While standing in the United Airlines customer service line at Ohare airport in Chicago, I struck up a conversation with Stacy, a nurse who lives in Montreal Canada. Stacy was booked for Springfield to see her family for the holidays.
Come to find out Stacy and I worked together fifteen years ago at Kraft Foods.
Our 10:00 a.m. flight to Springfield had been canceled. After Stacy got her new flight tickets she said, “I got the next flight on American leaving in 30 minutes. We can run together.”
Imagine my surprise when my customer service rep said, “I’ll put you on a 3:00 p.m. stand by and hope you get a seat.”
“Wait a minute,” I said. “My friend just got on a flight leaving in 30 minutes. Can’t you help me get on the same plane?” Stacy’s customer service rep chimed in trying to help me get what I wanted, but the rep serving me had other ideas.
“No. There’s no way you’ll make it,” she argued, while scribbling something on my canceled ticket. I couldn’t believe she wasn’t willing to help me.
I motioned Stacy to go on without me.
Stunned, I waked away realizing that I had just been told to wait five hours for a “Maybe.” I had just let someone else tell me what was possible and I rolled over like a dead dog! I didn’t argue. I simply walked away.
After reality sunk in, I ran back to the line, bypassed my old customer service rep and went to Stacy’s customer service rep and asked her if she could change my ticket so that I too could leave in…well, now it was about 20 minutes.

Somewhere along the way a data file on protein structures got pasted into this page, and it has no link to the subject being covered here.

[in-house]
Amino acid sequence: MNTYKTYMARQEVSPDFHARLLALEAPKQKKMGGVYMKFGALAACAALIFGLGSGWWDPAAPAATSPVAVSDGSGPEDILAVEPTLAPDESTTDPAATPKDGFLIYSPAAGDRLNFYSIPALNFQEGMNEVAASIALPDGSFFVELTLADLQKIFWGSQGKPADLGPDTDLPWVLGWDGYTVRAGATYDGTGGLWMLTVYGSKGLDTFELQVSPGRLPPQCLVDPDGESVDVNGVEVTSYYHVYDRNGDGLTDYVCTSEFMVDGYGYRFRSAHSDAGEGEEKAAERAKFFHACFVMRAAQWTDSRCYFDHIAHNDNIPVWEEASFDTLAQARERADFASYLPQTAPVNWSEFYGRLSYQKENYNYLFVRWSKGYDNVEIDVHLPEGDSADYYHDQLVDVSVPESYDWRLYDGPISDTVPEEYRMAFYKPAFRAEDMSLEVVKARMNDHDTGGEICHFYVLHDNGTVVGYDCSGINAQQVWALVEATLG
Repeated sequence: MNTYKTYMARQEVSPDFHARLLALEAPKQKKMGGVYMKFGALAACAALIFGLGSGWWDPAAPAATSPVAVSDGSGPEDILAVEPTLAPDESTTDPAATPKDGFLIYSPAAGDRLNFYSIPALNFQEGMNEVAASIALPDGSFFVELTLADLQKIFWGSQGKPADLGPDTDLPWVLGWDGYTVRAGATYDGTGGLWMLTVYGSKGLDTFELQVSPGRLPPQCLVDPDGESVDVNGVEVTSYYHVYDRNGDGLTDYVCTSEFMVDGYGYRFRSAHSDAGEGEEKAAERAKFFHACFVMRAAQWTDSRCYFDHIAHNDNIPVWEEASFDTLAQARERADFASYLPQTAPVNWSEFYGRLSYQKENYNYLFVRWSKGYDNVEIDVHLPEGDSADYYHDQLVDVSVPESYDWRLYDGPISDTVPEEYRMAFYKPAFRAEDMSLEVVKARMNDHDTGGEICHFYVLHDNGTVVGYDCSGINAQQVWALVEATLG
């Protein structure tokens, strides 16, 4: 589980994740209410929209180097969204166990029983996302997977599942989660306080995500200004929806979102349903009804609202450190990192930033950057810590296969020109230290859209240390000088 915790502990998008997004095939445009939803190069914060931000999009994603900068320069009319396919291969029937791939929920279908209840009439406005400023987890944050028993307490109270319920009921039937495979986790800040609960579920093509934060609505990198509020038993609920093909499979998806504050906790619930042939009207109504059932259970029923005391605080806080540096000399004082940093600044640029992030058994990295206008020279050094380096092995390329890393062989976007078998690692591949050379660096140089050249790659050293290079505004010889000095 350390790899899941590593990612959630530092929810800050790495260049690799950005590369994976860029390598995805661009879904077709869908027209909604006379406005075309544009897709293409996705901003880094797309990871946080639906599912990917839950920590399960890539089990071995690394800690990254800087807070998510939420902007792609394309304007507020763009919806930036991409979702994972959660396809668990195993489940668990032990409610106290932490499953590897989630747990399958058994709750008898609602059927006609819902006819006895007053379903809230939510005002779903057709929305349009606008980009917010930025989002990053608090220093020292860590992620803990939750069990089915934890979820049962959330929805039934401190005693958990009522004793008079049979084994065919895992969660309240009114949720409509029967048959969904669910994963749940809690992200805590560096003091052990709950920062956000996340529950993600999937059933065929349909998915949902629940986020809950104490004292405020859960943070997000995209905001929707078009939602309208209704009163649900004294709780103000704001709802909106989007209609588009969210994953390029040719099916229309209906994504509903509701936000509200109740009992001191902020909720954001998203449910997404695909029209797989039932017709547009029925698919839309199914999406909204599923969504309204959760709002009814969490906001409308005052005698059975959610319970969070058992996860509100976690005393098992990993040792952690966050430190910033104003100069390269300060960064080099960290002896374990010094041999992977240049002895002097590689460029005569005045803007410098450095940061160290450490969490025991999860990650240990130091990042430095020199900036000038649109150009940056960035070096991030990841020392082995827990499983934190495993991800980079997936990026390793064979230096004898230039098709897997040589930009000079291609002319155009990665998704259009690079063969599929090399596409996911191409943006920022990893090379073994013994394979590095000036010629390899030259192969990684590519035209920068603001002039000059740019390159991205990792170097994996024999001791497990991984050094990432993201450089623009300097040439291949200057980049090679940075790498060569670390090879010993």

(My new helpful rep was waiting on a woman trying to purchase a dog Sherpa and they were debating over the price.
“Is it $60 or is it $75?”
“Let me make a call.”
“Hold please. I think it’s $75.”
“I’m pretty sure they told me it’s $60.”
I’ll pay the extra fifteen just to get on the other plane, I was thinking while trying not to seem impatient. 😉
After determining to put the dog Sherpa question on hold for a moment, my rep said, “It’s really too late now. Then a pause. “Unless….the captain or crew has not yet boarded. Let me make a call.”
Come to find out, the crew had not boarded.
The rep winked at me while telling the person on the other end of the phone line,
“Oh I think she can make it. She’s very able bodied…I’d say about 22 years old.”
Yep, my patience paid off. Thank goodness I didn’t sigh or roll my eyes. Never be rude to someone who can help you get what you want. Glad I learned that lesson years ago.
As the rep laughed and handed me my new ticked with American, she said, “You will have to run without stopping. Good luck.”
I boarded the plane in plenty of time. In fact, we still waited another 30 minutes due to ramp problems. Had I not spoken up I would possibly be standing in line at 3:00 pm with another promise of standing by.
Life Coaching Questions:
How often do we let other people put us on stand by instead of taking care of business? Or how often do we put up a power struggle with someone not willing to help us instead of being quietly effective to get the job done?
Life always offers the appropriate lesson at the appropriate time:
- Don’t let anyone else determine what plane you get on.
- Don’t let someone else tell you what is possible or impossible for you.
- Avoid power struggles. If you aren’t getting the answer you want, ask someone who is willing to do things your way.
- Go for it. You can always choose stand by as plan B.